5 comments on “Notes: The Guerilla, Haiti and Massachusetts

  1. Yes, the doings in Jacobin France certainly scared America’s ruling rich, especially it’s slave-owning component, when Robespierre’s republic did away with slavery in 1794. It took another sixty years…and a civil war to do the same thing here. In America, someone like Thomas Paine was considered an extreme radical. In France, he was a mere moderate, aligned with the Gironde, the bourgeois opposition to the Jacobins.

    I would, however, beg to differ with Monty Python. “The Patrician pretenses of the “Founding Fathers” provide a fitting basis for a capitalist system of government of the few over and against the many, of the rich over and against the poor. The Greco-Roman references, from the architecture to the eagle and fasces (also Il Duce’s calling card) still on the walls of the Senate, are all appropriate for a property owners (and originally, a slave owners) republic.


  2. Lest we forget, the “separation of powers,” hailed as a pillar of “democracy” by its apologists, was, in fact, designed by those in power to separate themselves from those without it, or rather to ensure that the latter never got any to begin with.

    And while we are talking about the ample array of antiquated, un-democratic institutions of bourgeois “democracy” still in operation, let’s not forget the electoral college, the most un-democratic of all and the un-elected Supreme Court, which gives it a close run for the money.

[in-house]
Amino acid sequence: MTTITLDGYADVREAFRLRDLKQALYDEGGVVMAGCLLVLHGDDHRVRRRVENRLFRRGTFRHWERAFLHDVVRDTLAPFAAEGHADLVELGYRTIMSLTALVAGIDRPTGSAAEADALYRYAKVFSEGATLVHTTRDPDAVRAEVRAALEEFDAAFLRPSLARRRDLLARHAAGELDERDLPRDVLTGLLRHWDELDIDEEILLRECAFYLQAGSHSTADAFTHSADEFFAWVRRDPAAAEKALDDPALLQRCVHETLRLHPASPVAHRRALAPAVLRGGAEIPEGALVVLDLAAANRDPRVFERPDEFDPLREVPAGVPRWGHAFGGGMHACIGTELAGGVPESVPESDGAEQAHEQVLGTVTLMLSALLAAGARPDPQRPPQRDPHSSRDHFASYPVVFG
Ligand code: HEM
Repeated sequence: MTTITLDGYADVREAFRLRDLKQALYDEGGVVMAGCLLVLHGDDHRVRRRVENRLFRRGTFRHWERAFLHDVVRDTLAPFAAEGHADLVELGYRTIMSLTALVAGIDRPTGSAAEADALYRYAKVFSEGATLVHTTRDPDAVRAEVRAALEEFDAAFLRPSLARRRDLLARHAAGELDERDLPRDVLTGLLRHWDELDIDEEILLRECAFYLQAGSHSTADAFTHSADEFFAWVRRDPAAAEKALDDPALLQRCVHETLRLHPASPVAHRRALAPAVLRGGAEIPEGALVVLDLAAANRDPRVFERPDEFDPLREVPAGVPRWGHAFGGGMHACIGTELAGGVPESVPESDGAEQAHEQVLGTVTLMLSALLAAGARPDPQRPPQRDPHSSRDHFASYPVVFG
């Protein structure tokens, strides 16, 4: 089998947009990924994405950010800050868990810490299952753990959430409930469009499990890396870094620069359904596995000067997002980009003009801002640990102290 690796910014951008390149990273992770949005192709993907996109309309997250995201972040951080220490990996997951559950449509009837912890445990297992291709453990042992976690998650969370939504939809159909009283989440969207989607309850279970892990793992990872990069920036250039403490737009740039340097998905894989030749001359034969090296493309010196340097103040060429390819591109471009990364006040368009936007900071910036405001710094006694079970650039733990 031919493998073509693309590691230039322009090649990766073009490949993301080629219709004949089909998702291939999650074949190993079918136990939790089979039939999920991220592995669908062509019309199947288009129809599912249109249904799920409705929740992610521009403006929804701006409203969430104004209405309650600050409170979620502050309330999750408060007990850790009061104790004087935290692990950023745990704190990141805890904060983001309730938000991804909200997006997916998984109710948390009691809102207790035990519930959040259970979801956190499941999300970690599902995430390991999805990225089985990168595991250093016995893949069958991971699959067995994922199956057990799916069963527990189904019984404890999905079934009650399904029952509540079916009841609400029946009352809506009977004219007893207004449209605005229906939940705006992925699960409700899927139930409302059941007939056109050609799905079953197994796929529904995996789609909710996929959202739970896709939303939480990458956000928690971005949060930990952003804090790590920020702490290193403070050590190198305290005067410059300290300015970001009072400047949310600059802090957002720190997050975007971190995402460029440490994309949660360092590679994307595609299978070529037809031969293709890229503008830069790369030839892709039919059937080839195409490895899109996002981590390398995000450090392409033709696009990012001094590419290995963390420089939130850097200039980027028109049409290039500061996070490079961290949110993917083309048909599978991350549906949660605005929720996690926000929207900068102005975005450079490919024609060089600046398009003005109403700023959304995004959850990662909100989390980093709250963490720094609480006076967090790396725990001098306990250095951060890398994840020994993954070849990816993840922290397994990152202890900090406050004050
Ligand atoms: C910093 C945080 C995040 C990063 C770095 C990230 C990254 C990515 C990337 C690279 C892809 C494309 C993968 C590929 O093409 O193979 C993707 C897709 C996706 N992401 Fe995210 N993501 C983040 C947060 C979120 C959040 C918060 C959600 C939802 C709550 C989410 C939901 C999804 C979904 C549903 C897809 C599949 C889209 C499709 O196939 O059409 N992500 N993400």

Can you imagine a regime calling itself “democratic” having officials appointed for life? Who are these guys supposed to be, anyway, Julius Ceasar? Then again, ancient Greece and Rome, with their slave-owners “democracy,” were always the “classical” model for the bourgeoisie. Tells you something about just how “democratic” they intended their “democracy” to be in the first place.


    • The more I read about it the more I’m convinced that the Constitution, as opposed to the Declaration for example, was a counter-revolutionary document. It’s aim was to stop the calls for equality and restrict popular expression, then challenging the rule of the planters and big merchants. It wrote slavery into law and with it the power of the slave-owning class. The separation of powers is as you say. And there is so much more. The Bill Of Rights is an after-thought to placate the accusations of a new tyranny raised as the revolution waned. And look how limited those rights are as well. Whatever happened to life, liberty and happiness. None of those are guaranteed. France scared the shit out of them as well. Far from being sacred, it should be scrapped. The dung heap of history and all that. To paraphrase Monty Python “the Patrician pretenses of the “Founding Fathers” is no basis for a system of government.”


      • “All communities divide themselves into the few and the many. The first are the rich and well-born, the other the mass of the people…The people are turbulent and changing; they seldom judge or determine right. Give therefore to the first class a distinct, permanent share in the government. They will check the unsteadiness of the second, and as they cannot receive any advantage by a change, they therefore will ever maintain good government.”
        – Alexander Hamilton


      • elian- it’s great when it comes straight from them. we ought to put that up on billboards around the country along with other choice opinions of the founders.

        mnroy- yeah, it has done pretty well by them for 200 years


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